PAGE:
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  1. #1
    Join Date
    Mar. 15, 2012
    Location
    Taft, TN
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    289

    Default Non-surgical options for treating chronic suspensory inflammation?

    Short version of the story is my mare was diagnosed in the spring with a strained high suspensory in her right hind- clean on ultrasound, no pain on palpation, but short on that leg and mostly resolved by blocking the high suspensory. We went through two months of stall rest, another month mostly turned out due to her doing some other odd things (huge spider bite right at the girth, bruising the inside of her cannon bone), and then gradually put her back into work last fall. She was okay for the first two months or so, and then gradually became more reluctant to trot off and eventually uneven. Took her back to the vet and yep, she blocked to that high suspensory again .

    They are recommending surgery, which is a bit beyond my budget at this point, but she's just turning 6 this year and I hate for her to be nothing but a pasture ornament for the next 20 years, so I am looking at trying to save the money for the surgery but I wanted to get some feedback from others on what their experiences had been with this type of injury. Has anyone had luck treating this type of chronic inflammation in the high suspensory with anything other than surgery? What did you do? And for those of you who did do the surgery, are you happy with the results? How far out is your horse/how are they doing? Anything you wish you had known before doing the surgery?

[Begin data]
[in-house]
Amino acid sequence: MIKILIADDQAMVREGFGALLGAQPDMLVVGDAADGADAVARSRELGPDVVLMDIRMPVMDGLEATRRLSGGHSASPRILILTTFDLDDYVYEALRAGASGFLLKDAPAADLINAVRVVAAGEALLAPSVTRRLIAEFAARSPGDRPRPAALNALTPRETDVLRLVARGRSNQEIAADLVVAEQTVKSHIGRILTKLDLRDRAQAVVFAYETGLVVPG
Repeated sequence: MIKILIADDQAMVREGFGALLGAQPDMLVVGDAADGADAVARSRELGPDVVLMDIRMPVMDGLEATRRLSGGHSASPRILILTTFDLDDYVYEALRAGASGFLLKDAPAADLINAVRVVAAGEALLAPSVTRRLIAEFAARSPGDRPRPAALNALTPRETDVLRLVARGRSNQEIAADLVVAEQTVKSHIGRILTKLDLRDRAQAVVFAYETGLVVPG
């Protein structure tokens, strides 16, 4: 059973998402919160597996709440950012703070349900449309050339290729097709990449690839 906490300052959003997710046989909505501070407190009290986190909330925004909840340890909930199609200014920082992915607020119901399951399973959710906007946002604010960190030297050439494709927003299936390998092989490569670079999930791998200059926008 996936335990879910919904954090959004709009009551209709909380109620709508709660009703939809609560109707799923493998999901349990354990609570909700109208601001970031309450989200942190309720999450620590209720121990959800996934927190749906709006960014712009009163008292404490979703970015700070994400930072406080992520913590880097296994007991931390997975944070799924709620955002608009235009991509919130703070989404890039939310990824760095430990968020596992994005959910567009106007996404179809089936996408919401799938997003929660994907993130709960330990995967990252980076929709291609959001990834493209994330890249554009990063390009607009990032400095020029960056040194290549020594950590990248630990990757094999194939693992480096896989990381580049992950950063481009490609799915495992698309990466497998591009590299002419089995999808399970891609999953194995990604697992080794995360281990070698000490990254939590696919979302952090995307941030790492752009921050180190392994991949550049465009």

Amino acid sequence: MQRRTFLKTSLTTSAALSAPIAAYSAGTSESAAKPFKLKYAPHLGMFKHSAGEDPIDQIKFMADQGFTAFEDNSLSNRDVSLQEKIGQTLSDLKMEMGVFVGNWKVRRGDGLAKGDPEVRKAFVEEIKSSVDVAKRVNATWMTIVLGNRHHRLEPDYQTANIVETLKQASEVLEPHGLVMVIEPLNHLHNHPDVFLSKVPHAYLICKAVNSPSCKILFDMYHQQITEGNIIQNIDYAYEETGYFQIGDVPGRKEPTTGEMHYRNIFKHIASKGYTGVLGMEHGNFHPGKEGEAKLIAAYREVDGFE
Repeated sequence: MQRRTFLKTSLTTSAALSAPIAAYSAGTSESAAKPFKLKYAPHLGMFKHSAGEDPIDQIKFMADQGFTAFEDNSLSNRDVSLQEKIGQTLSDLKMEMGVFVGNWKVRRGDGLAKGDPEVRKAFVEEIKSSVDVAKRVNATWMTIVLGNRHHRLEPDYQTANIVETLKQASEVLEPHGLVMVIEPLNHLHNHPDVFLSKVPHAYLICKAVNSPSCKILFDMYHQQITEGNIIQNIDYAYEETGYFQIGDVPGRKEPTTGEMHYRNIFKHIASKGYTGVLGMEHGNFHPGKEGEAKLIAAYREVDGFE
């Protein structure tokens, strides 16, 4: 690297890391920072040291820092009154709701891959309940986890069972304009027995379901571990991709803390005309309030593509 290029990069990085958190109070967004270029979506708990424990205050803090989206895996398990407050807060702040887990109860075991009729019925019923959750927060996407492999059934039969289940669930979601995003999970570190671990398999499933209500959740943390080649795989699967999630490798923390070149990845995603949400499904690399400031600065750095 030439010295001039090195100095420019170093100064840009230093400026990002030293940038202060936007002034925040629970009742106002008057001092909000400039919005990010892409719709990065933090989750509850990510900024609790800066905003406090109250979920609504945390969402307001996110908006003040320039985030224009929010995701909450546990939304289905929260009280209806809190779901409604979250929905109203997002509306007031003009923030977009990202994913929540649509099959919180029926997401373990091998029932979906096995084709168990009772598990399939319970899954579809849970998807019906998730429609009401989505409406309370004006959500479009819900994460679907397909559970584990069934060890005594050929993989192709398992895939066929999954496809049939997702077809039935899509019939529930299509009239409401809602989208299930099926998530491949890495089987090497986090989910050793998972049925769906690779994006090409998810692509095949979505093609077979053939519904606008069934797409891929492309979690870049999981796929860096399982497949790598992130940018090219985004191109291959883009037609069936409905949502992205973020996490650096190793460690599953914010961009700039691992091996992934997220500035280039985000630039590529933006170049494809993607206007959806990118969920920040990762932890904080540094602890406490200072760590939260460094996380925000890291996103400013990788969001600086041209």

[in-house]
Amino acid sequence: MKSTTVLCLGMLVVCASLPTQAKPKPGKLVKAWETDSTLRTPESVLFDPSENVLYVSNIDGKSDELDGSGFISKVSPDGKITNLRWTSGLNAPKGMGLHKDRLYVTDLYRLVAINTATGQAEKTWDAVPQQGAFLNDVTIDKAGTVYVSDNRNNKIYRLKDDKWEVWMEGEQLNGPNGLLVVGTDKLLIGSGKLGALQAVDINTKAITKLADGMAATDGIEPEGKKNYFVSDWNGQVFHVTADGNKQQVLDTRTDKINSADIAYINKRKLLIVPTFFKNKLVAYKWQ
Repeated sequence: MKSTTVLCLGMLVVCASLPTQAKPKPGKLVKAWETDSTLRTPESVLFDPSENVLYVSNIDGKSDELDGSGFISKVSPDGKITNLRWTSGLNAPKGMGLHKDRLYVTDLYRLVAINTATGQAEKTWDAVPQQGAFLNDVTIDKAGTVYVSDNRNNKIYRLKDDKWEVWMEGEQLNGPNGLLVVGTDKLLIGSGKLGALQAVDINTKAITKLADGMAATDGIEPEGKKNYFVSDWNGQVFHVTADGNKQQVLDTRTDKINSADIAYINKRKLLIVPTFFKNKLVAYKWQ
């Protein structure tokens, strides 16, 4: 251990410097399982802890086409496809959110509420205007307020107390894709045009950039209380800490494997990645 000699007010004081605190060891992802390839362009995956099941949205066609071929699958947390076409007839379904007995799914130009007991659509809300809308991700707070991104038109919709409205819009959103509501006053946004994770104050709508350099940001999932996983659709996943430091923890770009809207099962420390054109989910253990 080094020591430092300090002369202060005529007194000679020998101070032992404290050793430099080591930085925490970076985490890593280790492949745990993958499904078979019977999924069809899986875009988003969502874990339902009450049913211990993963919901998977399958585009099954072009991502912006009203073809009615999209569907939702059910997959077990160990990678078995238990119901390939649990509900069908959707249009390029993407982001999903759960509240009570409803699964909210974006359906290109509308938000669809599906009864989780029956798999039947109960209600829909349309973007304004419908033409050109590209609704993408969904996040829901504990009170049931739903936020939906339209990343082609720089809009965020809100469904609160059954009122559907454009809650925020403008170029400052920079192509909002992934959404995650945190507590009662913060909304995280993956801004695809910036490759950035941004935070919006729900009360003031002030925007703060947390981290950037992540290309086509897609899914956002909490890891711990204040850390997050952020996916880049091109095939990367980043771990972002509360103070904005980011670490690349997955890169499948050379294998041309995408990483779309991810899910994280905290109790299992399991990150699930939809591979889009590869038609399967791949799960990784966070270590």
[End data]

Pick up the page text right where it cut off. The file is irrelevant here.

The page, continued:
At this point she is happily turned out, barefoot, on about an acre pasture, which is as confined as I can get her at our current barn with their setup and her personality (she tolerates stall rest just fine as long as she has a buddy, but no one's volunteering their horse to stay in with her, so....), and has a round bale to eat to minimize the moving around she does, hopefully. It helps that she doesn't typically play hard- about the most she'll do is trot or canter once across the pasture. She is out during the day and in her stall overnight, and I have been putting Surpass on that leg for the past two weeks or so since bringing her back from the vet, always in the evenings after she comes in for the night.



  2. #2
    Join Date
    Aug. 25, 2005
    Location
    Northeast
    Posts
    10,193

    Default

    If you head over to the Eventing Forum, there is a thread on Proximal Suspensory Surgery.

    From what I can read, the earlier the surgery is performed, the less scar tissue is there to start with, and the end result is better. There is a lot of info on rehab. IME yours was way too brief.
    Some riders change their horse, they change their saddle, they change their teacher; they never change themselves.



  3. #3
    Join Date
    Jan. 16, 2002
    Location
    West Coast of Michigan
    Posts
    36,321

    Default

    I'm no expert on all the "alphabet soup" products out there (IRAP, PRP) but could your vet give you a reasonable opinion on whether those have been shown to be helpful for YOUR HORSE'S particular condition?

    If that's not an option, sometimes a year of turnout can be the best medicine.
    Click here before you buy.



  4. #4
    Join Date